A central government spokesman in Madrid, Íñigo Méndez de Vigo, said Carles Puigdemont had the right to continue in politics, despite his removal from office.

“I’m quite sure that if Puigdemont takes part in these elections, he can exercise this democratic opposition,” Íñigo Méndez de Vigo said, quoted by Reuters.

“The Catalans will be able to say what they feel about what they’ve been seeing in this last year, with all sorts of failing the law, abusing the law and putting themselves outside the law,” the official added.

Íñigo Méndez de Vigo spoke after Carles Puigdemont, in a pre-recorded address to Catalans on October 28, said the central government’s actions were “premeditated aggression” that ran “contrary to the expressed will of the citizens of our country, who know perfectly well that in a democracy it is parliaments that choose, or remove, presidents”.

He added: “We continue persevering in the only attitude that can make us winners. Without violence, without insults, in an inclusive way, respecting people and symbols, opinions, and also respecting the protests of the Catalans who do not agree with what the parliamentary majority has decided.”

A poll published by El Pais on October 28 suggests more Catalans (52% to 43%) are in favor of the dissolution of the regional parliament and the holding of elections.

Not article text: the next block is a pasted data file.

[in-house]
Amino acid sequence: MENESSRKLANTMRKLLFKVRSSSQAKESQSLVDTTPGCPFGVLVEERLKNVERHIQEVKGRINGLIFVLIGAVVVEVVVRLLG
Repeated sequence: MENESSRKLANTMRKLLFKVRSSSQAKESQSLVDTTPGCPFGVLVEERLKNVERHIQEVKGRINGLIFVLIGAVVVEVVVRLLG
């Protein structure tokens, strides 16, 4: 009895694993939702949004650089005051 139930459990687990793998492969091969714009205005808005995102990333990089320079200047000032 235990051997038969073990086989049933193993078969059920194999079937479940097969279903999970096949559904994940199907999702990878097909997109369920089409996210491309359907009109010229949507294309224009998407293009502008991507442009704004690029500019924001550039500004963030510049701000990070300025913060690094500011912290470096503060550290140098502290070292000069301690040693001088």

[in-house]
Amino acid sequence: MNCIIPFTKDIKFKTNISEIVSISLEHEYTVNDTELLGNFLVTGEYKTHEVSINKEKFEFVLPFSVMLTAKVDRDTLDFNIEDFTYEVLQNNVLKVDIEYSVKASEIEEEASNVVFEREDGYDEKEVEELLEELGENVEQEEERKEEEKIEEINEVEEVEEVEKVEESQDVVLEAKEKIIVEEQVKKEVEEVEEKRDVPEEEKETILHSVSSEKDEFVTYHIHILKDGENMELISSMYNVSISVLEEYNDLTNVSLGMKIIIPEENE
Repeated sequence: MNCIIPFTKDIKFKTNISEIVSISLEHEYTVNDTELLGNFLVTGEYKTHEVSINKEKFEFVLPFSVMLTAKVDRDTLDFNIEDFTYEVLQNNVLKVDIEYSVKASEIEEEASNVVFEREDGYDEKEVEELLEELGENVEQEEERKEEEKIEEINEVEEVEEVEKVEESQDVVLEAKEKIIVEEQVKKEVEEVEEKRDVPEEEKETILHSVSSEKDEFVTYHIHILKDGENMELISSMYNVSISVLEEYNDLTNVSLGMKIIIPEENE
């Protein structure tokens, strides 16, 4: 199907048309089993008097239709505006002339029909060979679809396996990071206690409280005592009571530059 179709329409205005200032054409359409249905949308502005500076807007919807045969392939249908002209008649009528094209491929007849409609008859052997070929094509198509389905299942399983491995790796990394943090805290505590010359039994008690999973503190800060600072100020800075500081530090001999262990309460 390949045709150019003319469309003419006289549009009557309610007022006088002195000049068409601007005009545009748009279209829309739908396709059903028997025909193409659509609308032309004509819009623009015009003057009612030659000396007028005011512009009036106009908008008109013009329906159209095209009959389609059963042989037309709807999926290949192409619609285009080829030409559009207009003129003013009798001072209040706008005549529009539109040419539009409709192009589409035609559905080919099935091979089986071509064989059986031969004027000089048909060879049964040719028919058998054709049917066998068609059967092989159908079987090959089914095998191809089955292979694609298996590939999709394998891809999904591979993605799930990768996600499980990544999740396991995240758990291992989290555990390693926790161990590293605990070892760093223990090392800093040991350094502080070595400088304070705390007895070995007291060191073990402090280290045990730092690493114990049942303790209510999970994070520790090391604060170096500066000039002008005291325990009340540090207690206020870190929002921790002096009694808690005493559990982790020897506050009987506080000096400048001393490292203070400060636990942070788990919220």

Fifty-five per cent of Catalan respondents opposed the declaration of independence, with 41% in favor.


President of the Generalitat of Catalonia Artur Mas has announced he will quit as the pro-independence head of the Spanish region, to avoid triggering new elections.

Disagreements between secessionist parties, which gained a majority in last year’s regional polls, have blocked the formation of a Catalan government.

Catalonia’s acting leader said he supported the mayor of the Girona region, Carles Puigdemont, as his replacement.

Artur Mas i Gavarró has been in power since 2010.

In September elections, Artur Mas’ Junts pel Si (Together for Yes) alliance won 62 of the 135 seats in the Catalan assembly.

However, a small anti-capitalist and pro-independence party, the CUP (Popular Unity Candidacy), which holds 10 seats, has refused to support Artur Mas as leader.

“I am stepping aside and will not be standing as a Junts pel Si candidate for the re-election of president of the regional government,” Artur Mas told a news conference in Barcelona.Artur Mas resignation

Nationally, Spain faces weeks of political uncertainty after an inconclusive general election on 20 December.

In November 2015, the Catalan parliament voted to start the secession process – a move declared unconstitutional by Spain’s conservative Popular Party (PP), which ran the country before last month’s election.

Catalonia is a highly industrialized and populous region in Spain’s north-east that accounts for about a fifth of the country’s economic output.

Both the PP and the Socialists (PSOE), who came first and second respectively in Spain’s general election, oppose Catalan secession.